Sunday, September 11, 2011

Unabated violence in Jos 91 Killed In 10 Days

Sunday Trust
11 September 2011

Unabated violence in Jos - 91 Killed In 10 Days Fresh Attack Claims 14 Lives NSA Azazi, General Useni: Governor Jang Doesn’t Listen to Advice

Written by Andrew Agbese, Jos and Ismail Adebayo

 At least 91 persons have been killed in Plateau State in the last 10 days in unabated attacks. This is in addition to some 14 person who have confirmed killed in Gwanfil village of Jos South Local Government Area last Friday night. The killers in the fresh attack are yet to be identified. In the last two years over 1,000 persons have been killed in Plateau State in ethno-religious violence.

Last Friday’s attackers were said to have gone to Gwanfil village at about 8:00pm, less than 24 hours after similar killings in two villages in neighbouring Barkin Ladi Local Government Area. Not less than 12 persons were killed in that attack.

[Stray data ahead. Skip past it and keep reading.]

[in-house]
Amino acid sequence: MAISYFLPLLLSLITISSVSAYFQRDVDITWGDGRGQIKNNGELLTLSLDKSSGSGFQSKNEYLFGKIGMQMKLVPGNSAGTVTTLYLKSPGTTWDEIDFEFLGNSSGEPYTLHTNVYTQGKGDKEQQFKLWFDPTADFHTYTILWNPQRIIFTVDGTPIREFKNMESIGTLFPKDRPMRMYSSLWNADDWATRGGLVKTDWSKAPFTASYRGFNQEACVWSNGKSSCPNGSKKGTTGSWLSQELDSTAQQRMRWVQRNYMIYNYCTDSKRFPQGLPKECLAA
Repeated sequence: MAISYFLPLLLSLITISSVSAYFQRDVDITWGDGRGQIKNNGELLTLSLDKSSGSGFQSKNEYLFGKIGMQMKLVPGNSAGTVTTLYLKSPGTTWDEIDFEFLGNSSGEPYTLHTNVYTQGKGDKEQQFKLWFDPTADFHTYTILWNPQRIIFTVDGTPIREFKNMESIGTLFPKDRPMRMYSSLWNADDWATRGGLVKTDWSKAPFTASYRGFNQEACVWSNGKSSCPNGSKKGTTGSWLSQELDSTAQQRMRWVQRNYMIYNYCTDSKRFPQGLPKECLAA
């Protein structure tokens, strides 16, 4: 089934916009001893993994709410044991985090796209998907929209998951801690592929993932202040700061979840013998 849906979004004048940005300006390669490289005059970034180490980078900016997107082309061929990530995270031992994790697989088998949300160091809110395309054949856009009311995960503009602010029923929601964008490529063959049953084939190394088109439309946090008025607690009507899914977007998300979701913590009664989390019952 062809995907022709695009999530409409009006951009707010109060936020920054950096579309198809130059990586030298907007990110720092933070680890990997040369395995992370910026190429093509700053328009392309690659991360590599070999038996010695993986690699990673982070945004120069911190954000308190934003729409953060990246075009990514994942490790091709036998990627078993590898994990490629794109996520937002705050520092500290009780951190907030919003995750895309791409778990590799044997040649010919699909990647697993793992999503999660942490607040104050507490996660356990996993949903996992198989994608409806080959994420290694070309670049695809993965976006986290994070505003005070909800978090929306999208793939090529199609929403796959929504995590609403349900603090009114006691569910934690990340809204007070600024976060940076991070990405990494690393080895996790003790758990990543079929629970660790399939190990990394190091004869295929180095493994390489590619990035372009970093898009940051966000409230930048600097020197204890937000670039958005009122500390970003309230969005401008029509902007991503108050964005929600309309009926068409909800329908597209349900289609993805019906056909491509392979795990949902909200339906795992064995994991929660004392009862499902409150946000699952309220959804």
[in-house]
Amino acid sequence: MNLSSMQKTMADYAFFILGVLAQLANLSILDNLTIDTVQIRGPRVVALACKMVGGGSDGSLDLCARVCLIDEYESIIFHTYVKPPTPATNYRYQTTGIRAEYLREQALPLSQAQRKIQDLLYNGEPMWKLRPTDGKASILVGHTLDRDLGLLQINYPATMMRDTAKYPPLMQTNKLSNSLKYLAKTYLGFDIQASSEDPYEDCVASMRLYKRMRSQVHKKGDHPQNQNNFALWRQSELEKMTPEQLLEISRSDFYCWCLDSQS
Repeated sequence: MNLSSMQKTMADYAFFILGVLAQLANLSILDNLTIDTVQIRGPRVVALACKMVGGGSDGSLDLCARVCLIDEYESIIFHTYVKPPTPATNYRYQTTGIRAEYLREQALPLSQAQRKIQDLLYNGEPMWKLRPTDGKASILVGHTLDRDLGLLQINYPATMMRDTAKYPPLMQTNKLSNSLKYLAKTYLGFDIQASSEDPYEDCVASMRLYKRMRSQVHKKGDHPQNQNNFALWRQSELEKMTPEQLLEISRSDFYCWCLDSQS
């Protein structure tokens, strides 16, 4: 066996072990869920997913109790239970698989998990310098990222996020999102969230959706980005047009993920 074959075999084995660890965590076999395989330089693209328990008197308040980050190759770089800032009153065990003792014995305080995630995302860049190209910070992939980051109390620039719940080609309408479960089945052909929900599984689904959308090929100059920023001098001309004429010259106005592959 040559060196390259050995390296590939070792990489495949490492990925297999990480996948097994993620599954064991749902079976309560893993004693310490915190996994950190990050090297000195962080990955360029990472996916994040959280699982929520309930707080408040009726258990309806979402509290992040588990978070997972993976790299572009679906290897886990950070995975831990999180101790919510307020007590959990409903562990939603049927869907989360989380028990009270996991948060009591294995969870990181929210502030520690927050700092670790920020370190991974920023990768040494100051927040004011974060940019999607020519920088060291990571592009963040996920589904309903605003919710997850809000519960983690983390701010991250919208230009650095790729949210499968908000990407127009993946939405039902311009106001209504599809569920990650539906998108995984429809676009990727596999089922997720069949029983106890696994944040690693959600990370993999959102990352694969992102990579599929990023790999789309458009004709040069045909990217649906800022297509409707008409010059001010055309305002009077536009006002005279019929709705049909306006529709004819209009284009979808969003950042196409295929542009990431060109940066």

Those killed last Friday night include a pregnant woman,  seven adult males, including an aged man of about 70, four children, including one who was about two-year-old, and nine women, including a 60-year-old. Another man identified as Malam Boy who sustained deep cuts later died at the hospital he was rushed to.


The chairman of Arewa  Consultative Forum [ACF],  LT. General  Jeremiah Useni  has  attributed the failure of  Plateau state government to  quash the renewed violence in Jos  in which several people including children have lost their lives to the refusal of the state governor, Jonah Jang  to hand over the mantle of leadership of the state to his deputy while leaving  the country.

General Useni re-echoed what the National Security Adviser (NSA), General Andrew Azazi (rtd), said in a television interview in Lagos last Friday.

General Azazi, in a Channels Television interview in Lagos claimed that Governor Jang ignored security advice on the situation in Plateau State, adding that he expected the governor to act as a leader when it comes to the security situation on the state, rather than shift blame.

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